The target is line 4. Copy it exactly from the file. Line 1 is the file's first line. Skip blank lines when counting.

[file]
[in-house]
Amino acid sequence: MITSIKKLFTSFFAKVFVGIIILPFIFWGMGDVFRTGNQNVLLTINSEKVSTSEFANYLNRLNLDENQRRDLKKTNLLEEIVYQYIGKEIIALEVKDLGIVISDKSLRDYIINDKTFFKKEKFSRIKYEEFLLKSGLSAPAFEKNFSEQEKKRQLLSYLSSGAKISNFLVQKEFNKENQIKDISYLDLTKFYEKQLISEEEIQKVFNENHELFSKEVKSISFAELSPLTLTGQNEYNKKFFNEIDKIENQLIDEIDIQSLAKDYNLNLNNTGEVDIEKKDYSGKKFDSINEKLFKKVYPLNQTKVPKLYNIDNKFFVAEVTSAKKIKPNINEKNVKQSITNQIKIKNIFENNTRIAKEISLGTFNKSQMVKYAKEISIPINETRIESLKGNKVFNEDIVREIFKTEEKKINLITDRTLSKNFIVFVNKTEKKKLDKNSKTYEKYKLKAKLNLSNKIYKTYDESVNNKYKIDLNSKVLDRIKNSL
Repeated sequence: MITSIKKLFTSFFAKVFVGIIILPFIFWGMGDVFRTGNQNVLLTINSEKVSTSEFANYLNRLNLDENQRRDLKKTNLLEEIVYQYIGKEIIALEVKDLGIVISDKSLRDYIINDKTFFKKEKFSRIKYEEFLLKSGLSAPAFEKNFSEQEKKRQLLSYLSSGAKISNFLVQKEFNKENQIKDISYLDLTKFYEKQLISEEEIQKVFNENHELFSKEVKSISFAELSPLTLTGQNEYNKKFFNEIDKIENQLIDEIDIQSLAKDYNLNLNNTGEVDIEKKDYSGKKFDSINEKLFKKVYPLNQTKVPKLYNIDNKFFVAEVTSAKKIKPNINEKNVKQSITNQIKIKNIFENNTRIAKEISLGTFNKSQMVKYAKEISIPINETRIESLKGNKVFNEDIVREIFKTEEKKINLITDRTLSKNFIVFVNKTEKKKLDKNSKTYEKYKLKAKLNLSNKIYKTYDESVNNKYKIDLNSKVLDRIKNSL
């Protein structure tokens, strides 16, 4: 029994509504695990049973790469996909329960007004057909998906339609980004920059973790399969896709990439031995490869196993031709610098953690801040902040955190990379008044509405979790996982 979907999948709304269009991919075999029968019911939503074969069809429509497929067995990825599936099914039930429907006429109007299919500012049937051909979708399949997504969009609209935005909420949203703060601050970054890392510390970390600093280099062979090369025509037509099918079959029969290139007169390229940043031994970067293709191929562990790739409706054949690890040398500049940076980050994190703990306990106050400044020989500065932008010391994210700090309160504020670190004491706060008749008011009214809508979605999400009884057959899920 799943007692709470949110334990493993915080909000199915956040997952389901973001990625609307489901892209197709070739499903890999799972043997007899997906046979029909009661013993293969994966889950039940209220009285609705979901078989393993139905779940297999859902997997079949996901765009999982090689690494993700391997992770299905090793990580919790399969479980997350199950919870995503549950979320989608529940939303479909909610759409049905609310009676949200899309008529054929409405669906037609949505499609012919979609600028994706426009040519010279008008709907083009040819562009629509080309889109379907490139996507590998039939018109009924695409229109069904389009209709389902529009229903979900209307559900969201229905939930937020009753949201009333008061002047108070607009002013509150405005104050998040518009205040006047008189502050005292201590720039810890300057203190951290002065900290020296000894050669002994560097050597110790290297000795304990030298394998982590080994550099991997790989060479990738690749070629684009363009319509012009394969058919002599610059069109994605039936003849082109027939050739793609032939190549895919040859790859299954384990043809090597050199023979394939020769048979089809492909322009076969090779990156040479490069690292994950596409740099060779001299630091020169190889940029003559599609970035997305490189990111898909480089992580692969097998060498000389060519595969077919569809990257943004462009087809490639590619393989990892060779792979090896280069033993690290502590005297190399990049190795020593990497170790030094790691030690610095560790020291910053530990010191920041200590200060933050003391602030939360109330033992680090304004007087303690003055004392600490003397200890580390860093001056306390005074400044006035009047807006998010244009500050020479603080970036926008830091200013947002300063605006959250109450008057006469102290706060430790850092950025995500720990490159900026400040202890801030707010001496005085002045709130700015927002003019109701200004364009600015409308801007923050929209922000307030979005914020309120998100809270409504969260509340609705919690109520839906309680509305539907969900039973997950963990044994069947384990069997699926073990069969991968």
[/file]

């Protein structure tokens, strides 16, 4: 029994509504695990049973790469996909329960007004057909998906339609980004920059973790399969896709990439031995490869196993031709610098953690801040902040955190990379008044509405979790996982 979907999948709304269009991919075999029968019911939503074969069809429509497929067995990825599936099914039930429907006429109007299919500012049937051909979708399949997504969009609209935005909420949203703060601050970054890392510390970390600093280099062979090369025509037509099918079959029969290139007169390229940043031994970067293709191929562990790739409706054949690890040398500049940076980050994190703990306990106050400044020989500065932008010391994210700090309160504020670190004491706060008749008011009214809508979605999400009884057959899920 799943007692709470949110334990493993915080909000199915956040997952389901973001990625609307489901892209197709070739499903890999799972043997007899997906046979029909009661013993293969994966889950039940209220009285609705979901078989393993139905779940297999859902997997079949996901765009999982090689690494993700391997992770299905090793990580919790399969479980997350199950919870995503549950979320989608529940939303479909909610759409049905609310009676949200899309008529054929409405669906037609949505499609012919979609600028994706426009040519010279008008709907083009040819562009629509080309889109379907490139996507590998039939018109009924695409229109069904389009209709389902529009229903979900209307559900969201229905939930937020009753949201009333008061002047108070607009002013509150405005104050998040518009205040006047008189502050005292201590720039810890300057203190951290002065900290020296000894050669002994560097050597110790290297000795304990030298394998982590080994550099991997790989060479990738690749070629684009363009319509012009394969058919002599610059069109994605039936003849082109027939050739793609032939190549895919040859790859299954384990043809090597050199023979394939020769048979089809492909322009076969090779990156040479490069690292994950596409740099060779001299630091020169190889940029003559599609970035997305490189990111898909480089992580692969097998060498000389060519595969077919569809990257943004462009087809490639590619393989990892060779792979090896280069033993690290502590005297190399990049190795020593990497170790030094790691030690610095560790020291910053530990010191920041200590200060933050003391602030939360109330033992680090304004007087303690003055004392600490003397200890580390860093001056306390005074400044006035009047807006998010244009500050020479603080970036926008830091200013947002300063605006959250109450008057006469102290706060430790850092950025995500720990490159900026400040202890801030707010001496005085002045709130700015927002003019109701200004364009600015409308801007923050929209922000307030979005914020309120998100809270409504969260509340609705919690109520839906309680509305539907969900039973997950963990044994069947384990069997699926073990069969991968």